After a harrowing Tammie Jesberger said, she suddenly remembered an "Animal Planet" episode about wrangling alligators.
Bruised and exhausted, she grabbed a metal stake from a solar Christmas ornament on her front lawn, straddled the pit bull, pried open his powerful jaws and wedged the stake in horizontally. It bought her half a second to run to the front door to shove inside her small, bloodied dog, Oreo. The pit bull attacked the door.
That was Monday. Two days later, all is quiet on Pearl Avenue.
Jesberger's heroic actions and the valiant ones taken by her father, Bill Tittel, Salisbury Township police officers--- who said they had to shoot and kill the dog because it lunged at them--- and the staff at VCA East Penn Animal Hospital in Emmaus, saved the little dog's life.
Today, the only sign of the mayhem that occurred on this quiet cul-de-sac in suburban Salisbury Township are the faint, bloodied claw marks that refused to disappear on the front door and a large bloodstain that was overlooked on the step.
Charges are pending against the pit bull's owner as Salisbury police continue to investigate the attack. Jesberger, her father, and Oreo are recovering from the ordeal.
Oreo was a gift from a friend to Jesberger's 15-year-old daughter, Rhiannon, who was dying from cancer. The six-year-old black cockapoo, is as sweet and loyal a dog an owner could want. So loyal, that he refused to leave Tittel who urged him to run home as he tried to fight off the pit bull.
The nightmare began when Tittel took Oreo out for a walk on his leash around noon Monday. Tittel had walked to the top of Pearl Avenue and Salisbury Road when he saw two pit bulls, a black-and-white female who appeared to be about 6 months old, and an older white-and-tan male.
That's the one Jesberger jokingly refers to as Cujo, a reference to the rabid dog in Stephen King's horror novel of the same name.
Before Tittel knew it, "Cujo" was attacking Oreo. He went right for his throat, he said.
"I yelled, I beat the hell out of the dog, punched and kicked him," but the pit bull was relentless, he said.
Tittel managed to extricate the pit bull from Oreo by grabbing his front legs. "I yelled at Oreo to go home, but he wouldn't leave me," he said.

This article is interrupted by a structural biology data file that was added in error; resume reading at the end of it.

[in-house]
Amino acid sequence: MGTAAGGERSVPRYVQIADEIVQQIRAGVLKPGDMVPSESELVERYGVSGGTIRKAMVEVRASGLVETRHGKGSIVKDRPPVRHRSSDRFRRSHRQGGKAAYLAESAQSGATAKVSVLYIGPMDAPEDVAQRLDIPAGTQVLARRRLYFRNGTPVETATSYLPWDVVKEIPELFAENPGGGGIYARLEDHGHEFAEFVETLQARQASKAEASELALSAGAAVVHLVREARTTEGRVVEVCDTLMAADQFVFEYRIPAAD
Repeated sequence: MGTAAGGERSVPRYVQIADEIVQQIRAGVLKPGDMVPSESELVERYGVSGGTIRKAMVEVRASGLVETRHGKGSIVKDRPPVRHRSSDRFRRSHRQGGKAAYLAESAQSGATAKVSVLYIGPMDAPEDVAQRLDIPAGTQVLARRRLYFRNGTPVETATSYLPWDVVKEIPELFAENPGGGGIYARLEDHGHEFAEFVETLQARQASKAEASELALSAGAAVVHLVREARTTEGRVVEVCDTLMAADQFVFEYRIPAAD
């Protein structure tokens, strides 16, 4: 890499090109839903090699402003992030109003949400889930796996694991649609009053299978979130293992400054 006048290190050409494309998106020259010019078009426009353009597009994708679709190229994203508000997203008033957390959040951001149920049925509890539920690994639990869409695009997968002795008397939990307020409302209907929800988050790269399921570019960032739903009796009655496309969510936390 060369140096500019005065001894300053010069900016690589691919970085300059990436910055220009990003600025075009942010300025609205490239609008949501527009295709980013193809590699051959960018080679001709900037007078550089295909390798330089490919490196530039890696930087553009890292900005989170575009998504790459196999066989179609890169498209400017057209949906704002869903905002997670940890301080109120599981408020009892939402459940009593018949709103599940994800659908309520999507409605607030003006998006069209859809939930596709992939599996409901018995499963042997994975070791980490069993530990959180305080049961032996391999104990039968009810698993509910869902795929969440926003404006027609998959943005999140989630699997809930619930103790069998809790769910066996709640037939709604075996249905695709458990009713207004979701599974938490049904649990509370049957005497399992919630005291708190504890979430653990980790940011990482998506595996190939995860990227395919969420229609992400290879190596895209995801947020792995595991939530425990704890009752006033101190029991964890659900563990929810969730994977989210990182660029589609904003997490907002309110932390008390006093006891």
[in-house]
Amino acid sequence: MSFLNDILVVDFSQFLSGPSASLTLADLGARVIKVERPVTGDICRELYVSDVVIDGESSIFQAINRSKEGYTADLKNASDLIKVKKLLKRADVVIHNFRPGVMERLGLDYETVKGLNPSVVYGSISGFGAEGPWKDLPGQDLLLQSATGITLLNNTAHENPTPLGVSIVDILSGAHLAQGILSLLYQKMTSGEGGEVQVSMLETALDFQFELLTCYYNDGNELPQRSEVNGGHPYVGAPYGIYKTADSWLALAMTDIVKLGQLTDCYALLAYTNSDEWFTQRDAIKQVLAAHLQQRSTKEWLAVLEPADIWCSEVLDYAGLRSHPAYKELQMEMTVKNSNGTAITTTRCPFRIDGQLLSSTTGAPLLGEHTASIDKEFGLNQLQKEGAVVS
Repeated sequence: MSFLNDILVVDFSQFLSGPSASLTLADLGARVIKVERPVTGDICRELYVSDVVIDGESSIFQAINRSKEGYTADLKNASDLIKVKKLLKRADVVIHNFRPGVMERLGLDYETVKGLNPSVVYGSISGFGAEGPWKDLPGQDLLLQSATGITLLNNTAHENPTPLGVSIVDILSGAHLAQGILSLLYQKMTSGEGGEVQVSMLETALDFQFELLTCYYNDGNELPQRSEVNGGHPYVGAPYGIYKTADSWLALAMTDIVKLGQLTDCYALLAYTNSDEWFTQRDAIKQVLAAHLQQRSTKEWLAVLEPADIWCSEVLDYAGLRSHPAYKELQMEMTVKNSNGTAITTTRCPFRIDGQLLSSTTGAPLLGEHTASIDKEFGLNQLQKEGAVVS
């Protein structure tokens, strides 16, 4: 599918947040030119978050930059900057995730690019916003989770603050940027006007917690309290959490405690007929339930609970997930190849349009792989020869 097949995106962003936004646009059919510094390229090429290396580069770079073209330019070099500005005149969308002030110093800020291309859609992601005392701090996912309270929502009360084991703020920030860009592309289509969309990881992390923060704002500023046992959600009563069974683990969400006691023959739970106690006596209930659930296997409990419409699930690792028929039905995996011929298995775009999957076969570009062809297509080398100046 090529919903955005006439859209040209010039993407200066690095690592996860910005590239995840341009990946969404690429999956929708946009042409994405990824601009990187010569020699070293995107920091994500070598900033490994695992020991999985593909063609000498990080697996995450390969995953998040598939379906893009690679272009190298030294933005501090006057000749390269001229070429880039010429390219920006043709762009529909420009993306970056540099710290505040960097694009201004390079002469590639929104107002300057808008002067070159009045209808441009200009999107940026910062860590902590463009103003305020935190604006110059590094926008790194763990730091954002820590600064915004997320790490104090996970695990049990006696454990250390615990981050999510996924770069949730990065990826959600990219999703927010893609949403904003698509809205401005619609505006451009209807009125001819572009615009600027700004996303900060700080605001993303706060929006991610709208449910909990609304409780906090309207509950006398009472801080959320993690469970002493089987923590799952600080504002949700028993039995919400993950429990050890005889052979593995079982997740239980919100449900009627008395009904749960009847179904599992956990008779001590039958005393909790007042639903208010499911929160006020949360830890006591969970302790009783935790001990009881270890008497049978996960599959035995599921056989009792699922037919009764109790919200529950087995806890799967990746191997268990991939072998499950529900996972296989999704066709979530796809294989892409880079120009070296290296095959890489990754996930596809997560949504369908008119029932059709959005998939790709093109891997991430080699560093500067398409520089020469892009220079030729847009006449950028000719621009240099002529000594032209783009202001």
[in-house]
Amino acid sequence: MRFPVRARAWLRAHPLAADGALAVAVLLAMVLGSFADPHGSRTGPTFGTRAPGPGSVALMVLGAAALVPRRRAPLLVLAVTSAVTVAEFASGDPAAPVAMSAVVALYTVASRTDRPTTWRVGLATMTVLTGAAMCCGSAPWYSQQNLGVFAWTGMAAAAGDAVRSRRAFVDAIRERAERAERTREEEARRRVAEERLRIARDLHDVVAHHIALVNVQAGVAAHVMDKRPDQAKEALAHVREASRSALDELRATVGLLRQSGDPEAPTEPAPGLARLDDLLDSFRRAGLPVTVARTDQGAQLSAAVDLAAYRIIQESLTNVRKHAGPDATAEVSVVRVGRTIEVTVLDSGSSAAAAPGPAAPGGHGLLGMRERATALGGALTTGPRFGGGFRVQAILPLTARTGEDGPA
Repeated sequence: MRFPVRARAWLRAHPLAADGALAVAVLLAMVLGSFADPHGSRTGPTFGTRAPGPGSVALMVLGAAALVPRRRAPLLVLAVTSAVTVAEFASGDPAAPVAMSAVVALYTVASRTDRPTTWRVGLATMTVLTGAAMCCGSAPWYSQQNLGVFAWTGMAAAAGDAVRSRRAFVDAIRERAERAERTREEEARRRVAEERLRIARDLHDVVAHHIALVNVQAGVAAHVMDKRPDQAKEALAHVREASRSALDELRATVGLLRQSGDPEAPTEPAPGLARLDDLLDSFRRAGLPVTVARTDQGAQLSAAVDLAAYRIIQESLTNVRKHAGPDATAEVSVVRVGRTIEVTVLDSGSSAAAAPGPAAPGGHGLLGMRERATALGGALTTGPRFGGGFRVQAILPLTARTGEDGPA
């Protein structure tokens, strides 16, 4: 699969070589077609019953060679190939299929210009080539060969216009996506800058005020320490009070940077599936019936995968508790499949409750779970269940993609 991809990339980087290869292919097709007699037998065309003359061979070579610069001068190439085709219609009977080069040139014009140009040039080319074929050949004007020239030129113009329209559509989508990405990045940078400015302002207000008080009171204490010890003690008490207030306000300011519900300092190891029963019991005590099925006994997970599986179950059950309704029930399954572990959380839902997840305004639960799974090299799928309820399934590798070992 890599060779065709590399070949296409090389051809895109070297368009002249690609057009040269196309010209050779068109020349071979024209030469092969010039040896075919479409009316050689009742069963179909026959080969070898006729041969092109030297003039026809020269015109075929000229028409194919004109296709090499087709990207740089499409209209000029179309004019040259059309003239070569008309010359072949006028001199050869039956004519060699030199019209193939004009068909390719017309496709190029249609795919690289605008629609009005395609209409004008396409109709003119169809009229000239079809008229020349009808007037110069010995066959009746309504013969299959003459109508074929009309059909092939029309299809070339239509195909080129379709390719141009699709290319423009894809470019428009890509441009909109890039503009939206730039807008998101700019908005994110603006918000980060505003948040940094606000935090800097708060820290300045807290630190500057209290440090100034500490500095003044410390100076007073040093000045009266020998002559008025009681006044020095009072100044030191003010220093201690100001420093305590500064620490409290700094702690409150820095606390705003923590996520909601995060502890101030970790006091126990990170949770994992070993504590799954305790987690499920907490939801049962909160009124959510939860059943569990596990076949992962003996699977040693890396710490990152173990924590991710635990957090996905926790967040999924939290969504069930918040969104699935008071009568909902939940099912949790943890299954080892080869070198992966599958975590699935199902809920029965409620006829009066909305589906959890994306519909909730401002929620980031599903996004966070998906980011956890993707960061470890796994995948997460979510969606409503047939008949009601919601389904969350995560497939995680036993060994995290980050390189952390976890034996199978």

Tittle wasn't about to let go of the pit bull now and figured the only way to get his dog home and to safety was if he dragged the pit bull by his front legs as it walked on its rear legs.
Then the pit bull tried to bite Tittel. "I said, 'Don't you dare!'" The dog instantly acquiesced, but he continued to lunge after Oreo.
Tittel yelled for help from his daughter and neighbors. But no one came. Tittel collapsed out of breath on the ground, exhausted from the fight.
Jesberger finally heard the commotion, opened the door and ran outside. She tried to pull the pit bull off Oreo but he wouldn't yield. Tittel ran around back and grabbed a plastic shovel and hit the dog with it, but he seemed unfazed.
The pit bull seized Oreo, dragged him through the bushes and began shaking him like a rag doll, Jesberger said.
"He wanted my dog dead, there was no question about it. He was trained to kill. He didn't want people. He wouldn't bite me," Jesberger said.
Jesberger called 911 after she managed to escape inside, but she couldn't leave. The pit bull was lurking at the front door when Salisbury and Fountain Hill police arrived minutes later. An officer helped Jesberger exit a side door and enter his squad car where he rushed her and Oreo, who was wrapped in a towel and bleeding profusely, to the animal hospital.
Police said they waited for the animal control officer to arrive and tranquilize the dogs, but the dogs fled to the backyard before they arrived.
Police said they shot and killed the pit bull when it aggressively approached two officers. It took about six shots from a shotgun and a pistol before it retreated, an officer said.
Oreo has been staying closer than usual to his owners' sides these last two days. His throat is bandaged and he's on a lot of pain medication after having undergone four hours of surgery Monday to repair puncture wounds, a torn throat and broken jaw.
Jesberger says she's barely slept. She ended up going to St. Luke's University Hospital emergency room at 4 a.m. because her leg and arm hurt so much. She got a tetanus shot and antibiotics. And she doesn't even want to think about how she's going to pay the $2,400 veterinarian bill.
She looked down and stroked Oreo, who was laying at her feet, and said she's just glad the nightmare is over. Oreo survived.